January 31, 2005 |
REMEMBER when immigration officials sent out flight-school visa approval notices for two of the 9/11 hijackers - six months after they committed their suicide attacks on America? President Bush was outraged, four federal immigration officials were reassigned and Washington vowed that such embarrassing bureaucratic snafus would never happen again. It has, in fact, happened again. On Jan. 15, immigration officials sent a notice to Eugueni Kniazev of Brooklyn, N.Y. The letter informs Kniazev, an immigrant from Siberia, that he is "deemed to be a lawful permanent resident of the United States.
August 8, 2007
The Democrat-controlled Congress and President Bush haven't agreed on much this year, but the new homeland security legislation is a shining exception. Signed into law by Bush Friday, this measure finally implements many recommendations made by the independent 9/11 commission. That report came out three years ago, and too many of its wise suggestions have been ignored in Washington. The new law addresses one of the biggest drawbacks of recent homeland security spending: sparsely populated states with few terrorist targets have received a disproportionately large share of the federal pie. This measure will cut in half the amount of guaranteed grants given to states without regard to their risk of attack.
September 29, 2004 |
VICE President Dick Cheney recently charged that a vote for John Kerry was an invitation to a terrorist attack. Tough rhetoric notwithstanding, it is actually the president's homeland security policies that leave this nation unacceptably vulnerable to such an attack. Consider Pennsylvania: The state is home to Independence Hall and the Liberty Bell, two of the most potent symbols of our democracy. That and other factors make large areas of the state a potential terror target. Despite this, in 2004, Pennsylvania received just $5.90 per capita in federal counterterrorism funding, placing it 45th among all the states.
November 13, 2001 |
RUDY WAS THERE within minutes. No sooner had American Airlines flight 587 dropped from the sky than the mayor of New York arrived with the first responders. The accident occurred in Queens, but so strong and bright is Rudy's star that I wouldn't have been surprised (or disappointed) if I saw him at a tragedy outside of New York's city limits. It doesn't look like this crash was the work of terrorists, but Rudy's presence was nevertheless reassuring. He's a realist, he's honest, and if somebody's butt needs to be kicked in the name of justice, you know he'll put the hammer down.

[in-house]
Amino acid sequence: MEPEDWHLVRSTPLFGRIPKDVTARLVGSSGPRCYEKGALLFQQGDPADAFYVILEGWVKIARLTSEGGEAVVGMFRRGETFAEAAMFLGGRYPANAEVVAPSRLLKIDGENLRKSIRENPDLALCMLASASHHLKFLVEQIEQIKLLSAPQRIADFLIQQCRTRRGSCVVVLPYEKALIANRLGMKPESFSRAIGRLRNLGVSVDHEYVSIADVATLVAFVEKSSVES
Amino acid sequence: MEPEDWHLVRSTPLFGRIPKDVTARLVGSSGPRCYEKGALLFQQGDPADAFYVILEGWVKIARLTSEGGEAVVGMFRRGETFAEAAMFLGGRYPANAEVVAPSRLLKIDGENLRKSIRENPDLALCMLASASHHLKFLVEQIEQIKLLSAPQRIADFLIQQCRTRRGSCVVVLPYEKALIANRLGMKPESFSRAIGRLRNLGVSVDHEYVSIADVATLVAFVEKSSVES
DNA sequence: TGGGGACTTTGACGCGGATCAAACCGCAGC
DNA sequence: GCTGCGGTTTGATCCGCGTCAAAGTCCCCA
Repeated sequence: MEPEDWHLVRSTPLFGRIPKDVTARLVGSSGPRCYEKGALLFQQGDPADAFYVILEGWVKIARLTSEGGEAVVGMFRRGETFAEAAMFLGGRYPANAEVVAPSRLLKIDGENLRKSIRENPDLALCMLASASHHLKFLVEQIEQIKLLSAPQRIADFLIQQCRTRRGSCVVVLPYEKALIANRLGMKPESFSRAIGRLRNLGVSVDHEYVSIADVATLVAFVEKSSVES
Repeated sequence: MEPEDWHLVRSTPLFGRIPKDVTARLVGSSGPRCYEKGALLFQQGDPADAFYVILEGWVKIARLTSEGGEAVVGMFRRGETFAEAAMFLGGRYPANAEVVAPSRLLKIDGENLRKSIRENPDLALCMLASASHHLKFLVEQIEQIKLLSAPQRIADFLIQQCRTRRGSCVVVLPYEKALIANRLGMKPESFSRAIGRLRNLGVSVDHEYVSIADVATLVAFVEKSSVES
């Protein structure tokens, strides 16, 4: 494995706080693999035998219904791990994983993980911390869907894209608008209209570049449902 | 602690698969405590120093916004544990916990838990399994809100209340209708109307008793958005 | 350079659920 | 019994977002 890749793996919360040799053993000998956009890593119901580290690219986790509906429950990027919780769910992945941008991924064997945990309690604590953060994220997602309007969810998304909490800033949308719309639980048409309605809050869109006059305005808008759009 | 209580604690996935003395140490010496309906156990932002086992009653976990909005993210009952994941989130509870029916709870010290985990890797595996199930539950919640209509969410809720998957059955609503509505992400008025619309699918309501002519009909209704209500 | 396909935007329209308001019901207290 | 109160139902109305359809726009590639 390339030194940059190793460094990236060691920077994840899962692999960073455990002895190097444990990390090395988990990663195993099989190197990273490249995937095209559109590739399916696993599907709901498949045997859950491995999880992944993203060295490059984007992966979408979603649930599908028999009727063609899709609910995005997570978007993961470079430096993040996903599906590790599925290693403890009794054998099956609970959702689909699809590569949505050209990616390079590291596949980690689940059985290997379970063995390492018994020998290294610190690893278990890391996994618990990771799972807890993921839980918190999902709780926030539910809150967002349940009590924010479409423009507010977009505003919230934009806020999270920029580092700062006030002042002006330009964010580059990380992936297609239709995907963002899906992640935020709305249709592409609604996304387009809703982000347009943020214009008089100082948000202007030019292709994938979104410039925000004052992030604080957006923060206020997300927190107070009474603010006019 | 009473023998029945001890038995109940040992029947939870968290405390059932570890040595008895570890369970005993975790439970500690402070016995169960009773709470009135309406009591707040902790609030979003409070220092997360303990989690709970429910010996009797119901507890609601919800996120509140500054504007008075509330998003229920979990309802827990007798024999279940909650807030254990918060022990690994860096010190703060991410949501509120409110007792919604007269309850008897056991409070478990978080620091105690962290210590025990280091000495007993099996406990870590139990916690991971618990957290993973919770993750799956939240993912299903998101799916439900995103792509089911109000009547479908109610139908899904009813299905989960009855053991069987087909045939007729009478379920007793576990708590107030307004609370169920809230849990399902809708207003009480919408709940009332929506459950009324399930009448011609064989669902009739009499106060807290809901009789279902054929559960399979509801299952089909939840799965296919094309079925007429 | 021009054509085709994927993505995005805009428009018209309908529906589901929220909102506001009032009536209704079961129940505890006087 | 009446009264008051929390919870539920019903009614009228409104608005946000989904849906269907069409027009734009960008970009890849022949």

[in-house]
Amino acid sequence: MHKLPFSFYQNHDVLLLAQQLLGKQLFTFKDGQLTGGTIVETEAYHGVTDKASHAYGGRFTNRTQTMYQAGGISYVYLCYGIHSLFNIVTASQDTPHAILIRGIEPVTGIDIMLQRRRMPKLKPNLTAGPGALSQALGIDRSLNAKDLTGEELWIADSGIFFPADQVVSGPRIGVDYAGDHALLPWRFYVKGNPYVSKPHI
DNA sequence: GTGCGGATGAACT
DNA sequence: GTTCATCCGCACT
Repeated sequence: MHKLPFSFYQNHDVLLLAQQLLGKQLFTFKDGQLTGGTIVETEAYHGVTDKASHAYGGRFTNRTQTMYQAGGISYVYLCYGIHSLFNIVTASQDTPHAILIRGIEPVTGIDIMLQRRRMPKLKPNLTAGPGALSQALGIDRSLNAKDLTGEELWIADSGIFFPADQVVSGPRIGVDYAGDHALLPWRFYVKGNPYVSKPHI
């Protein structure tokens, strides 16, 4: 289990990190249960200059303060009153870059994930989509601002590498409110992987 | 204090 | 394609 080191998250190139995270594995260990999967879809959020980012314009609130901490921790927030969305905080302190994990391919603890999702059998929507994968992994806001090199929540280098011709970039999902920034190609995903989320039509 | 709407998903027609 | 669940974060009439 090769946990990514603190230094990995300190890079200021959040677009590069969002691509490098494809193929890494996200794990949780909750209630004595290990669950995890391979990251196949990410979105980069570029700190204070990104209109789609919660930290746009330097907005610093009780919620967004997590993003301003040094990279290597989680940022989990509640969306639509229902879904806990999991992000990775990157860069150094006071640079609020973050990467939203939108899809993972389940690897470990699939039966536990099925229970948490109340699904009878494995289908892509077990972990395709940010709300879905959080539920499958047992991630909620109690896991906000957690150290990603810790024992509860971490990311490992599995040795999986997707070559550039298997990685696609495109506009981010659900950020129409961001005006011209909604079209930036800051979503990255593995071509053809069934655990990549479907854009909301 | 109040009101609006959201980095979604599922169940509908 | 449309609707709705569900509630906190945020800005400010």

November 24, 2001 |
THE OFFICE of homeland defense has accomplished very little so far, and Americans are beginning to wonder if Tom Ridge, its director, is holding an empty title. A little perspective and a little patience are in order. The parts of the government that organized our response in Afghanistan have had more than 50 years of experience in working together through the National Security Council. Their bureaucracies have collaborated through several wars and scores of lesser military operations, covert actions and attendant diplomatic endeavors.
November 26, 2002 |
President Bush (right) signed legislation yesterday creating a new Department of Homeland Security and launching the largest government reorganization since 1947. About 170,000 workers in 22 agencies will move into the new department to foster better communication among agencies in an effort to prevent future terrorist attacks on American soil. Key dates in the White House transition plan released yesterday: JAN. 24: Establishment of office of the secretary of the new Department of Homeland Security.
March 15, 2002 |
Lawmakers blistered the Bush administration yesterday for "a severe attitude problem" in its dealings with Congress, threatening to withhold money because of Homeland Security chief Tom Ridge's refusal to testify on Capitol Hill. At a hearing, White House Budget Director Mitch Daniels was taken to task by House Appropriations Committee members. "You and several others in the administration, in my view, have a severe attitude problem," said Wisconsin Rep. David Obey, the top Democrat on the committee.
January 14, 2005
President Bush's selection of Michael Chertoff to head the Department of Homeland Security could be good for residents of this region. The New Jersey native should be responsive to the legitimate criticism that too few federal dollars are being spent to protect those East Coast sites most likely to be hit by terrorists. Bernard Kerik, Bush's previous nominee to direct homeland security, was lobbied hard by both Sen. Jon Corzine (D., N.J.) and acting New Jersey Gov. Richard Codey to change the way funds are allocated.
February 3, 2002 |
The United States must develop a more focused plan to protect the country against terrorist attacks, panelists said yesterday at the midyear meeting of the American Bar Association. The lawyers' group, whose standing committee on law and national security has examined terrorism for 10 years, said homeland security involves such legal issues as civil rights and international law. Yesterday, experts discussed the "roles and responsibilities" of homeland defense. After the Sept.
October 26, 2004
This Week U.S. Sen. Arlen Specter (R., Pa.) and his opponent, U.S. Rep. Joseph Hoeffel (D., Pa.), will answer questions from members of The Inquirer's Citizens Voices panel on the Pennsylvania and Metro commentary pages. Subjects will include No Child Left Behind, military spending, and national energy policies. Michael J. Leventhal of Doylestown asks: Is enough being done to protect local targets in Pennsylvania, such as our nuclear plants, water sources and harbors, from terrorism?